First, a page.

Problems of Co-Dominant Stems
Trees can develop a number of problems that would not be a big deal in a forest setting, but pose a hazard in the urban environment. One of the most common of these is co-dominant stems. This is when a tree has two stems that are competing with one another for crown space. The problem with this is that it can create a bad connection where the two stems veer off. Bark can become included inside the main crotch as the tree grows in diameter. Ideally it is better to remove one stem while the tree is young as this will create a strong single leader, but if the tree is too old then a cable would be the best option.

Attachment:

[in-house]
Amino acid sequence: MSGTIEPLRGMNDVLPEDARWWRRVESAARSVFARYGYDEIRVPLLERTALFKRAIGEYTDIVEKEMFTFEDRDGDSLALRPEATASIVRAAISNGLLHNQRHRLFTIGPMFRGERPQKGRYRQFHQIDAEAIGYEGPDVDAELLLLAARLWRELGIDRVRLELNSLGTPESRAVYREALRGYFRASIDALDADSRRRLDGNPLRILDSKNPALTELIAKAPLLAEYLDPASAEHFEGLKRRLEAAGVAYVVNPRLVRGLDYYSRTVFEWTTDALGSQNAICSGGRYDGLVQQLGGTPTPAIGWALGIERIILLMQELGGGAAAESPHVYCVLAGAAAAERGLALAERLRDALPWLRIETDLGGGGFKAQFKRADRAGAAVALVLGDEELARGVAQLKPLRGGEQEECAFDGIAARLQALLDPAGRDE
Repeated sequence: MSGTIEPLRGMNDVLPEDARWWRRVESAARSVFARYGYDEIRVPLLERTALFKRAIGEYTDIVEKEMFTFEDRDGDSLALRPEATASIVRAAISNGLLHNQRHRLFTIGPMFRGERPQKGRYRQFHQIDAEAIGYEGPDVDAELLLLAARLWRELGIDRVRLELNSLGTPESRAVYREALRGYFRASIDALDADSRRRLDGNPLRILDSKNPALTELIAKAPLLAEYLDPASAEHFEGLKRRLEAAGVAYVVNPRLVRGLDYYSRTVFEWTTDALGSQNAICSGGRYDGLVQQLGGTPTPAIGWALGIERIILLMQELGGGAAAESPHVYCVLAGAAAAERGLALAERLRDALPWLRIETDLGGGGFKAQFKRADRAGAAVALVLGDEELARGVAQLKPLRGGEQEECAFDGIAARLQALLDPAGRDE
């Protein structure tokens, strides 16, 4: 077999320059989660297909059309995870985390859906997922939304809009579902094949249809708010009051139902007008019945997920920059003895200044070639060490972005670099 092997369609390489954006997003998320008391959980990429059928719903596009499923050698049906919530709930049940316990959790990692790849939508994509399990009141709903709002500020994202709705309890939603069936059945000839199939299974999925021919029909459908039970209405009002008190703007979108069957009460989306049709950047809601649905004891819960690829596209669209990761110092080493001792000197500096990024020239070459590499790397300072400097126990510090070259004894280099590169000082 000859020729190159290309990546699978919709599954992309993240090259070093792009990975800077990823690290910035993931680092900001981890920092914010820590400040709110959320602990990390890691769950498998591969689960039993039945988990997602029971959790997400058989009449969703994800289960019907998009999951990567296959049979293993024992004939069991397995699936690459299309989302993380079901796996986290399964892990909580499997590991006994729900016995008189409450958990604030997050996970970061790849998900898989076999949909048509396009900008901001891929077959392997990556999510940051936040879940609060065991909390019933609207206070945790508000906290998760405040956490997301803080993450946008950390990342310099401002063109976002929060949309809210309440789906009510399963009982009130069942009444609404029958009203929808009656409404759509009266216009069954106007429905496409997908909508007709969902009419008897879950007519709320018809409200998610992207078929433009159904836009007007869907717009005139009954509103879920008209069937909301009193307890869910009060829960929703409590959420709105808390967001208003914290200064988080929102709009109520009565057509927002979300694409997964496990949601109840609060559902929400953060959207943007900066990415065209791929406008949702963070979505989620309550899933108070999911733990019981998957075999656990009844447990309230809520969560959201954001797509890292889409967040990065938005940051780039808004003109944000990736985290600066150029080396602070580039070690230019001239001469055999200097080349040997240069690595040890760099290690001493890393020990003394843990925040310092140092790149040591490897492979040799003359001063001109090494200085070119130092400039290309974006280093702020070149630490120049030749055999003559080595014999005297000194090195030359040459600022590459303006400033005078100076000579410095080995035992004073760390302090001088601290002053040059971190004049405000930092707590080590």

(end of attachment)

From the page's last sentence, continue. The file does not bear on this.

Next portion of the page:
The older, more established way of cabling is to drill a hole through the stems being secured, attach a bolt with an eye to it, and then attach a steel cable to connect the various stems together thereby bracing them. Our company utilizes a new and less invasive type of cable to secure stems together. It is called a Synthetic Cable. This cable is made from a synthetic fibre that is secured around the stem (no drilling is required) in a way that, as the tree stem grows in diameter, the cable will open up allowing it to grow. We also install a rubber shock absorber that will permit the stems to move without a shock force. This is better than a steel cable because steel doesn’t allow the stems to move and therefore the tree tends to use it as a crutch. Consequently the tree does not strengthen itself, even to accommodate the ever growing stem. If you are not sure that your tree may need a cable, please feel free to give us a call, and we will be happy to evaluate your tree for this.